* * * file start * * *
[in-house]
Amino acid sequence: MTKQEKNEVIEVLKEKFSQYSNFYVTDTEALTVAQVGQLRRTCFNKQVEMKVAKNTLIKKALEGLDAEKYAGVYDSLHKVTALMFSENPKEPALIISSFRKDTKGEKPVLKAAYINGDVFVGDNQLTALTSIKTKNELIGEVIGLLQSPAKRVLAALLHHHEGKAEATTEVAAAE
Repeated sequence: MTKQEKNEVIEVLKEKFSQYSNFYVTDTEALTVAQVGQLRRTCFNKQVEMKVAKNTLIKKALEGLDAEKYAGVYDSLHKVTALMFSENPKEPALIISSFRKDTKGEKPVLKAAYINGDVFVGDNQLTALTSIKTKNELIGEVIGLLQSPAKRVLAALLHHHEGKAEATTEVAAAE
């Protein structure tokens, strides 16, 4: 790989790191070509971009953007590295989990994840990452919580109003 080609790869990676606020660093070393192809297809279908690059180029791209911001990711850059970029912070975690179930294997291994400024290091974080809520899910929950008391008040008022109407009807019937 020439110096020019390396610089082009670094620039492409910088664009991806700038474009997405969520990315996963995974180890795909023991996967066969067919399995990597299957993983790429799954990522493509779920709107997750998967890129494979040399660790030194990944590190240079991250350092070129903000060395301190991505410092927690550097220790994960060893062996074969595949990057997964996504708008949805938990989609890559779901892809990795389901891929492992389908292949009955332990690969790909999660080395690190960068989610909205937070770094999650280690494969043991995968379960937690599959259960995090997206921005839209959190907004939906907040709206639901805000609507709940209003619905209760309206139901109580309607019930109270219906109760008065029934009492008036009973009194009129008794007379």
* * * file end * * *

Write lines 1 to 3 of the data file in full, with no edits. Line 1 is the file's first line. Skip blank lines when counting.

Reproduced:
[in-house]
Amino acid sequence: MTKQEKNEVIEVLKEKFSQYSNFYVTDTEALTVAQVGQLRRTCFNKQVEMKVAKNTLIKKALEGLDAEKYAGVYDSLHKVTALMFSENPKEPALIISSFRKDTKGEKPVLKAAYINGDVFVGDNQLTALTSIKTKNELIGEVIGLLQSPAKRVLAALLHHHEGKAEATTEVAAAE
Repeated sequence: MTKQEKNEVIEVLKEKFSQYSNFYVTDTEALTVAQVGQLRRTCFNKQVEMKVAKNTLIKKALEGLDAEKYAGVYDSLHKVTALMFSENPKEPALIISSFRKDTKGEKPVLKAAYINGDVFVGDNQLTALTSIKTKNELIGEVIGLLQSPAKRVLAALLHHHEGKAEATTEVAAAE